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  5. "Er wohnt gegenüber."

"Er wohnt gegenüber."

Translation:He is living across the street.

December 22, 2015



Why is not possible to use the english translation: "He lives opposite"


I agree that "he lives opposite" is the direct translation but also agree with Mr_Eyl that the direct translation doesn't make sense. Even so, I feel like this doesn't make much sense in German either.

Can a native speaker confirm: would you actually say it like this, or would you specify the object such as "Er wohnt gegenüber die Straße." Please and thank you!


As a native speaker (British) yes, I can confirm 'He lives opposite' is perfectly acceptable as an alternative way of saying ' He lives across the road'. You are right in that there should be an object , but this is often omitted as implicit. It doesn't even have to be a street... ' My girlfriend lives [in the flat] opposite.', or 'he is sitting [on the chair] opposite'.


Yes, I am a native German and I would say "Er wohnt gegenüber die Straße. "


Thought gegenüber went after the noun.. And surely it would be der Straße as the proposition is always dative?


"He lives across the road." is not acceptable? Are road and street not interchangeable?


Neither road or street are mentioned in the question.


No, but the suggested answer is "He lives across the street", which arguably sounds better than just "He lives across".


I would say 'He lives opposite'. I can't remember now though if it let me have that as the translation for this or not...


I think we can all agree that this is a bit ambiguous. Yes, you can sometimes say "He lives opposite" and it is implied across "the way", "across the street" "across the road" "across the hall""across the footpath". Having said that...this kind of statement is usually made from the location in question. If you are in your apartment and pointing to your door...obviously you mean across the hall. If you are pointing out your window, you mean across the road, footpath, river or whatever. The only time I can recall that you don't need to be in the location of which you are referring..is if you say "he lives opposite me". Therefore, perhaps "opposite" is a better translation in this instance with "me" being implied. Thoughts?


I speak British English, living near London, and not American English. if some one knows where I live and asks if I know where someone else lives, I would always say that the person "lives opposite me" if that person was on the other (opposite) side of the road from me. If the person lived on the other side of the road but a few houses away, I would say, " Opposite side of the road to me, and a few houses left / right".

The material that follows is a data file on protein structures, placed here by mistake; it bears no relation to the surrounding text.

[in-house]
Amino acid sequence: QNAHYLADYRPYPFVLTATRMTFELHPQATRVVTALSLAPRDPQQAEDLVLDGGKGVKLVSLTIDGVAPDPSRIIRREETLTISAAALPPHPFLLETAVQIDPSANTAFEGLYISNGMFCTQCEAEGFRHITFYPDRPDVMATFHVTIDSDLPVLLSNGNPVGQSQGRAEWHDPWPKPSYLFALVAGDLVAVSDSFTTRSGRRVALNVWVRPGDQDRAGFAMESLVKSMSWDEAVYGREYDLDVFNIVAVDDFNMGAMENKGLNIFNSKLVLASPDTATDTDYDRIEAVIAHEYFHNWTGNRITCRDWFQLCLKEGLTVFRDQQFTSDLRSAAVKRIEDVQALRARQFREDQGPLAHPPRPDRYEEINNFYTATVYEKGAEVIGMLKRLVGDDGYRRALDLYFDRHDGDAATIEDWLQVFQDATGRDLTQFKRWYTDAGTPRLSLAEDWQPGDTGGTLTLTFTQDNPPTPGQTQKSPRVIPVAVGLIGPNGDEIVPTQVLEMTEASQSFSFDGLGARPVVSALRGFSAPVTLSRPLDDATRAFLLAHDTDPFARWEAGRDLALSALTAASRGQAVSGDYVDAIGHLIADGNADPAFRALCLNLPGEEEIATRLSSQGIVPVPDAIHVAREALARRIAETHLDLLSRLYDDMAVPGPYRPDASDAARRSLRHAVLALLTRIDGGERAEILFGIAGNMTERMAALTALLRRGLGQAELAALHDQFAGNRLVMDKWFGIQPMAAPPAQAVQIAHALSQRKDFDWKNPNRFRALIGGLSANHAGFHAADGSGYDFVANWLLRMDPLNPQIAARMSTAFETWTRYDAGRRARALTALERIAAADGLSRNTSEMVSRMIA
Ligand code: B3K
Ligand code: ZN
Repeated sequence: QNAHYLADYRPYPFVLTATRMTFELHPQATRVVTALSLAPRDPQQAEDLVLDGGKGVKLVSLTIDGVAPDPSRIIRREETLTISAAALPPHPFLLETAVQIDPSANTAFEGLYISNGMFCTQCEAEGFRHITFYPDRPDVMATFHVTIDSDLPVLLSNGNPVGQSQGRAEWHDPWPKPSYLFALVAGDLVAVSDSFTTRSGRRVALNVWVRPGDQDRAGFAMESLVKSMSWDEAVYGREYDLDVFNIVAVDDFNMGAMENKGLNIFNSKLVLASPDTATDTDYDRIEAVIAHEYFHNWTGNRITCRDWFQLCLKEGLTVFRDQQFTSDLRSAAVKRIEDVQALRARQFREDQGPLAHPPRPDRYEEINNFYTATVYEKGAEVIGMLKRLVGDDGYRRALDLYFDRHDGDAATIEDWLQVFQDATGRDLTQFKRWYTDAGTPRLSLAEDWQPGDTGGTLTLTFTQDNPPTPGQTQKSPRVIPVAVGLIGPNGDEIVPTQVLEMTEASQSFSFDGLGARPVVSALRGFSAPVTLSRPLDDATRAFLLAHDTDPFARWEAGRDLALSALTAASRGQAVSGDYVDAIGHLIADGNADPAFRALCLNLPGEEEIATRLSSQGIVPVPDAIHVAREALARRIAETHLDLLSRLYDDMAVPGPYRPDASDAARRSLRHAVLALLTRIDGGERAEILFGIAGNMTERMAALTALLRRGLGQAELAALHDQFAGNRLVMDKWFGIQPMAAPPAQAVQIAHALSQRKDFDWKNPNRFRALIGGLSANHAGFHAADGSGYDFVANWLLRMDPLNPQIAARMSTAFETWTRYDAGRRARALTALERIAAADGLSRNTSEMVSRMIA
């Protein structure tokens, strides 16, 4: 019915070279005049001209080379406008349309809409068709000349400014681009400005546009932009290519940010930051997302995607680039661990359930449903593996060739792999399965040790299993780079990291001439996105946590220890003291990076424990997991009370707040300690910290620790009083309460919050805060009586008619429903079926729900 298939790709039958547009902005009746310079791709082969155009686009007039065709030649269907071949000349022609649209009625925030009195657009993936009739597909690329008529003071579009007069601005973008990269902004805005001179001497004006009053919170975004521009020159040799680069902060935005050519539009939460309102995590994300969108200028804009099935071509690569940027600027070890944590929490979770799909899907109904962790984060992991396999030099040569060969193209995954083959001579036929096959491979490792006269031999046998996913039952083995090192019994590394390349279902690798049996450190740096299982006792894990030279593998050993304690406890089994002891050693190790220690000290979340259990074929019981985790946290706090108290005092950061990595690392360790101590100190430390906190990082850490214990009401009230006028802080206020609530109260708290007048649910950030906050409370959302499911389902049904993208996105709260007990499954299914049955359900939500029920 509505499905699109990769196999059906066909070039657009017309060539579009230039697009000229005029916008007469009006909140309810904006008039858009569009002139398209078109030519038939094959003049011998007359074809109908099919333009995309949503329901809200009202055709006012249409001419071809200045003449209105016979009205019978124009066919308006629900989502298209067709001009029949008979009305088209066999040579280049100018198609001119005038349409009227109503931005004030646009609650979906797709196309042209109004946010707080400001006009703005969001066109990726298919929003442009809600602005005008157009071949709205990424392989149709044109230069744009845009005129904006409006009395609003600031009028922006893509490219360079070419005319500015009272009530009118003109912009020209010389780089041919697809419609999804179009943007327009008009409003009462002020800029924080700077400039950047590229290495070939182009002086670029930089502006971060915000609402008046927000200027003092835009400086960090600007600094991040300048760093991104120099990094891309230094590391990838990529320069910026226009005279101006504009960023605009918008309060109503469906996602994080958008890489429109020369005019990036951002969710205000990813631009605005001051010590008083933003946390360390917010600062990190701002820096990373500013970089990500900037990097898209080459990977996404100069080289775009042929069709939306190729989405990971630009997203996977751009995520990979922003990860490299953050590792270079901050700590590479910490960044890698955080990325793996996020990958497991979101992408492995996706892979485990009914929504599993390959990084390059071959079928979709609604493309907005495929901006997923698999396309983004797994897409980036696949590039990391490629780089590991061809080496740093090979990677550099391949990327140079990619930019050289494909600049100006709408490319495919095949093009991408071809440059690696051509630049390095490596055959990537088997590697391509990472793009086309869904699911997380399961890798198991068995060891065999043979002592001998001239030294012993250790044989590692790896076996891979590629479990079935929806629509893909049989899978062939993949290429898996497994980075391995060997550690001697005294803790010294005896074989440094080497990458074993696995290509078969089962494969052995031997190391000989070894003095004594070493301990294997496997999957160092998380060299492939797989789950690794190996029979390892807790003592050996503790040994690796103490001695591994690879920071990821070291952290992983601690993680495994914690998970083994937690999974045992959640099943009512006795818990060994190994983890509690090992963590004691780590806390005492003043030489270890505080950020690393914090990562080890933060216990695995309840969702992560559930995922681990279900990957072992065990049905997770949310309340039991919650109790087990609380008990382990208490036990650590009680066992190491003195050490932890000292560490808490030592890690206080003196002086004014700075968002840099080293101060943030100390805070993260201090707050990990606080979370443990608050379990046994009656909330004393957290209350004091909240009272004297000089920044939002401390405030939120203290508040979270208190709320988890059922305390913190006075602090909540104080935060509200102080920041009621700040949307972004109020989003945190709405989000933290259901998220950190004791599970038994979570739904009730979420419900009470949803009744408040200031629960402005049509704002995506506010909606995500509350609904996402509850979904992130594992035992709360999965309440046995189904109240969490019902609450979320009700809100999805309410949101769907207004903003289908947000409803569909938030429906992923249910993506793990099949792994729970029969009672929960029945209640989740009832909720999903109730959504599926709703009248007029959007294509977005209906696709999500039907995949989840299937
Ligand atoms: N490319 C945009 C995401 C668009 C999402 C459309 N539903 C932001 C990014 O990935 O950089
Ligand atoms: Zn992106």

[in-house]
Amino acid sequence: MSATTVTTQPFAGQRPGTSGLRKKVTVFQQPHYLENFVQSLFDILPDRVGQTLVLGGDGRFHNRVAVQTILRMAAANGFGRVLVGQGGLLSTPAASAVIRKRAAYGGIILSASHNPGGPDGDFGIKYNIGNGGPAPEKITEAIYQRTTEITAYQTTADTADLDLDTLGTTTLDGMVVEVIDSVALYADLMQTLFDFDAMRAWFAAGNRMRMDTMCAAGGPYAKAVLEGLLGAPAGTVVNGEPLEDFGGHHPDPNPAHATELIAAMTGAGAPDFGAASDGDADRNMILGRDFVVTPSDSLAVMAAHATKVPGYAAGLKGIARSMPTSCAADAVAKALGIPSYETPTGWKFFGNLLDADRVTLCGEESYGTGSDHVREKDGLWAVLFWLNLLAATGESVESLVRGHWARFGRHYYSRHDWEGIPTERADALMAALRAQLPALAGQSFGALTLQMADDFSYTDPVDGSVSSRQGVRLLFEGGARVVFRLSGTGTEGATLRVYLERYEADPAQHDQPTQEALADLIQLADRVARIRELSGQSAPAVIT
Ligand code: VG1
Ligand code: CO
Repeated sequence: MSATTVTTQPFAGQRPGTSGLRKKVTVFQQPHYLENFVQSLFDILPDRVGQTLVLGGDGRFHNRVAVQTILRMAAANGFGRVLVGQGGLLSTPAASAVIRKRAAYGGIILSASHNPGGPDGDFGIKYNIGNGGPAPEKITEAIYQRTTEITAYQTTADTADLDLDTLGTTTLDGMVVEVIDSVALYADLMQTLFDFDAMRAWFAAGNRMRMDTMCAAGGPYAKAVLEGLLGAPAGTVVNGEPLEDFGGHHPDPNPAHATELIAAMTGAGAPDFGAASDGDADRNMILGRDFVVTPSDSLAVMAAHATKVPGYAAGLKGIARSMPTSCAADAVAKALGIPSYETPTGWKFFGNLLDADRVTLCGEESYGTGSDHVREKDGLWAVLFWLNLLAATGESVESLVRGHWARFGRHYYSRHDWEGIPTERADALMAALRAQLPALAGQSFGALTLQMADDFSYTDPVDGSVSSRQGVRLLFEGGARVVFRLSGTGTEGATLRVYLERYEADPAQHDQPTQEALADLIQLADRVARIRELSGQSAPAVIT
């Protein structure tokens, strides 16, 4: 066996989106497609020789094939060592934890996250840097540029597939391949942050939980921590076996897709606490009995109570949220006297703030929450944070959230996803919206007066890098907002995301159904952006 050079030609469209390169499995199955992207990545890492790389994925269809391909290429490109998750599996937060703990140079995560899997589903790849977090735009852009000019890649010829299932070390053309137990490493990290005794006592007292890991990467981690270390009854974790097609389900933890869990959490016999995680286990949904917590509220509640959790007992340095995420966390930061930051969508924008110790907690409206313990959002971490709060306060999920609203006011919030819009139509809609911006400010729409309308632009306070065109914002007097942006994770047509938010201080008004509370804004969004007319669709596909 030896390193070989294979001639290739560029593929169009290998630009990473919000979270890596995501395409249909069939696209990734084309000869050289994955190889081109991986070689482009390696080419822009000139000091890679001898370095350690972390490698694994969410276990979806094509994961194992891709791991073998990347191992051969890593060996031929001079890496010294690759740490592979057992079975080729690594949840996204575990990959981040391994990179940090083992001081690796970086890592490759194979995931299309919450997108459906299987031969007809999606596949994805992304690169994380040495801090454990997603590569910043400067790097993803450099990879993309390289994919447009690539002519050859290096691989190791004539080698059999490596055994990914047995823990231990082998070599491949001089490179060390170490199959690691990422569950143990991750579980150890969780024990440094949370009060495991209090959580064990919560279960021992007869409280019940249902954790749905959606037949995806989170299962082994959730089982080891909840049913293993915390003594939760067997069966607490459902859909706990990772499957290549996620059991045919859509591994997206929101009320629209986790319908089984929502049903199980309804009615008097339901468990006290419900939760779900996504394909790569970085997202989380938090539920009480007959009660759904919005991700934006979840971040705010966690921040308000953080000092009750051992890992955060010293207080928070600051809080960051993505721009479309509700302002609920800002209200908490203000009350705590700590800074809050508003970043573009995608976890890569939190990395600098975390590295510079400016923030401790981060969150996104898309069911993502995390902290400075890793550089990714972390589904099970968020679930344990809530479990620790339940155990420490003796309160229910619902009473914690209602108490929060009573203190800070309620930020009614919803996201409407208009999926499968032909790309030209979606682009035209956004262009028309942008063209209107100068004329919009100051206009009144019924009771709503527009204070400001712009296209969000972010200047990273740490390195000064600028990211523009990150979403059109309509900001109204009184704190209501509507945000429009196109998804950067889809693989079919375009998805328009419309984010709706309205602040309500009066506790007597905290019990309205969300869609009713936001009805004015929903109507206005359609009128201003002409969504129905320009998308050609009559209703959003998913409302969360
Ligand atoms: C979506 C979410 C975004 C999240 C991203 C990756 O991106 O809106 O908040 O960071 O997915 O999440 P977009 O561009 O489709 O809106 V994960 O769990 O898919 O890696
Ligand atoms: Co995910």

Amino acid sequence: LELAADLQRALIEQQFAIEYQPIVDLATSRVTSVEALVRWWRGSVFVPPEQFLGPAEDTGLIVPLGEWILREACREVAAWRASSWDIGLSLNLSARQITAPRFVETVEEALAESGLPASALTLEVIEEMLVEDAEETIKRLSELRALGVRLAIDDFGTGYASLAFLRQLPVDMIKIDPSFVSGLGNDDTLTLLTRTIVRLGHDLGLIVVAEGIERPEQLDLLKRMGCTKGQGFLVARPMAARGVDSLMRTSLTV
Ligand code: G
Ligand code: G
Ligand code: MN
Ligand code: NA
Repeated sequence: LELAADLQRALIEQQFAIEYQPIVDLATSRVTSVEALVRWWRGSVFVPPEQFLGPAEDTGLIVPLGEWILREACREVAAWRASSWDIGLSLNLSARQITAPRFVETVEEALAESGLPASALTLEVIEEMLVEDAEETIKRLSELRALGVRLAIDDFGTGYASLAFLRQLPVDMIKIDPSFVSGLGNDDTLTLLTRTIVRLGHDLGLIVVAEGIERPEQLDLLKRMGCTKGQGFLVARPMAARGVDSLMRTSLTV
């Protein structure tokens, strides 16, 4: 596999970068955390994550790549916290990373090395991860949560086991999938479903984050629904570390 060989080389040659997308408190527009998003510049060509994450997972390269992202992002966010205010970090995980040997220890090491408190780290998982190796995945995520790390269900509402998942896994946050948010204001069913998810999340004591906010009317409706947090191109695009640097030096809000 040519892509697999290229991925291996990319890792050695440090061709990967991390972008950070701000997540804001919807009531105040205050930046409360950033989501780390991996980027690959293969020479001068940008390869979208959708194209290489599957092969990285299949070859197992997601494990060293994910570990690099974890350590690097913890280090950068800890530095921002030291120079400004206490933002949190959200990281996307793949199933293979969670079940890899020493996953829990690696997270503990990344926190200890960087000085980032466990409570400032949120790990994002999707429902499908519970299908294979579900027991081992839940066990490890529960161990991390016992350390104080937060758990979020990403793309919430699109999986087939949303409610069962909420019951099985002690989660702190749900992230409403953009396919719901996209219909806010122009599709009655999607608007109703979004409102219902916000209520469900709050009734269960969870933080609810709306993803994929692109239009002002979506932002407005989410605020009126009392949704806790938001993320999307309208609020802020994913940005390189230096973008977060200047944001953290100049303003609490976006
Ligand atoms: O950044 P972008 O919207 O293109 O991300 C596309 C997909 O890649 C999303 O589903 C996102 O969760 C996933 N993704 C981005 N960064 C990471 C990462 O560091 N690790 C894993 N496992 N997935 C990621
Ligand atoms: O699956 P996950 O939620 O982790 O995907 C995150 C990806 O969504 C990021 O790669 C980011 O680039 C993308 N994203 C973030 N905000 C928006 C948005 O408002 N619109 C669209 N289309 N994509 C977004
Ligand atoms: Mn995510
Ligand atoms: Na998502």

Better still : over the road. Meaning across the street. I reported.


"He lives over the road" is much more common in Australia than "He lives across the street".


Can someone please break this down for me?


Er woht = He lives; gegenüber = across the ... (i.e., across the street, across the way, etc.); The "what" that he lives across is implied in the German.


Okay, so you need context?


With "across", yes. In German, one can leave it implied (use just "gegenüber"), and the listener can use current location for context. In English, it doesn't work that way for the word "across"; the thing he lives across from should be supplied. As noted above, if one used "opposite" in English (i.e., "He lives opposite."), it would convey a similar feel and meaning, but is less frequently heard (in the US, at least).


This seems idiomatic rather than Hochdeutsch. "Across from" (gegenueber) implies a reference point: Across from WHAT?


What does it mean?


He lives on the other side of the same street? (from an implied someone or something)


There is no way that street can be assumed here. He could live across the hall. Fortunately Duolingo had the sense to accept: he lives across.


I am just supposed to guess what he lives across from

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